For a little bit of added security you can make the file system of your container read-only, excluding any volumes you may have created. If anyone hacks into your container, they will be unable to change any files.
When using the docker run command using the CLI, you can simply use the following command:
docker run --read-only redis
To set a read-only file system, you simply need to set the
read_only flag to
true, like so:
version: '3.3' services: redis: image: redis:4.0.1-alpine networks: - myoverlay read_only: true networks: myoverlay:
So above, I have a Docker stack file for use with Docker Swarm showing how to start Redis with a read-only file system.
What is Supported?
Not all images support having them started with a read-only file system. Some require access to write temp files and the like. You can usually get away with using a volume in this case because volumes are still writeable even if you enable the read-only file system. In my research, I found it hard to determine if an image supported the feature, so I simply tried it out and found that most failed.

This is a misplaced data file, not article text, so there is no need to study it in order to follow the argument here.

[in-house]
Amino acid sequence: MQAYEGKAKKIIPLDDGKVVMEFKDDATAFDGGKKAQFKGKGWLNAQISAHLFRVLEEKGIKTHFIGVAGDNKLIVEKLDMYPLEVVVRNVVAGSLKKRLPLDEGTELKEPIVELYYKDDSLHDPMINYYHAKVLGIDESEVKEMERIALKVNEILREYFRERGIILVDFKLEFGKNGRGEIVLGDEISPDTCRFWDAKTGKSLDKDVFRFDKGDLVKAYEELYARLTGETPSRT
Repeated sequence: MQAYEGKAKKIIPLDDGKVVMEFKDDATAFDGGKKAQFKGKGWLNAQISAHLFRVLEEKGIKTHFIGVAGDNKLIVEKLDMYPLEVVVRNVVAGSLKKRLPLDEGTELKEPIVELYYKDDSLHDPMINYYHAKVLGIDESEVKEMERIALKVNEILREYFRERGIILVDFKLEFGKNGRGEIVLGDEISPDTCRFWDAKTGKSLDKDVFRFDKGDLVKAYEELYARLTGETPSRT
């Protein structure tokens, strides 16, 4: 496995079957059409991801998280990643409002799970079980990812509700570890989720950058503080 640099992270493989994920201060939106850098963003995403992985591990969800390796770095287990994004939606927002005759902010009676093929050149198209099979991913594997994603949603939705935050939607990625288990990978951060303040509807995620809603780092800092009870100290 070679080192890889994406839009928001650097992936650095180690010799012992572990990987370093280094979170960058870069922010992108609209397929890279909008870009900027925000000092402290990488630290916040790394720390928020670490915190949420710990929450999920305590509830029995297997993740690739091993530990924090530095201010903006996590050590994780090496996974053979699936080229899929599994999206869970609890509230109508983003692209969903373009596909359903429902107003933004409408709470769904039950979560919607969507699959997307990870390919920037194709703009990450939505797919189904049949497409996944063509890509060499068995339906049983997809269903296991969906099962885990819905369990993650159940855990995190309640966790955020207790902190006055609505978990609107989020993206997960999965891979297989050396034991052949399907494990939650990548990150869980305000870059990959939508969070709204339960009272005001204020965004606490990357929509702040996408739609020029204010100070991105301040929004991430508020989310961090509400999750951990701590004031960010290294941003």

I discovered that Redis was the only image that I was running that had full support, several Elastic Stack containers failed to start and even my ASP.NET Core images failed to start. I since raised a GitHub issue here, trying to find out why the container fails to start and seeing if there is any workaround.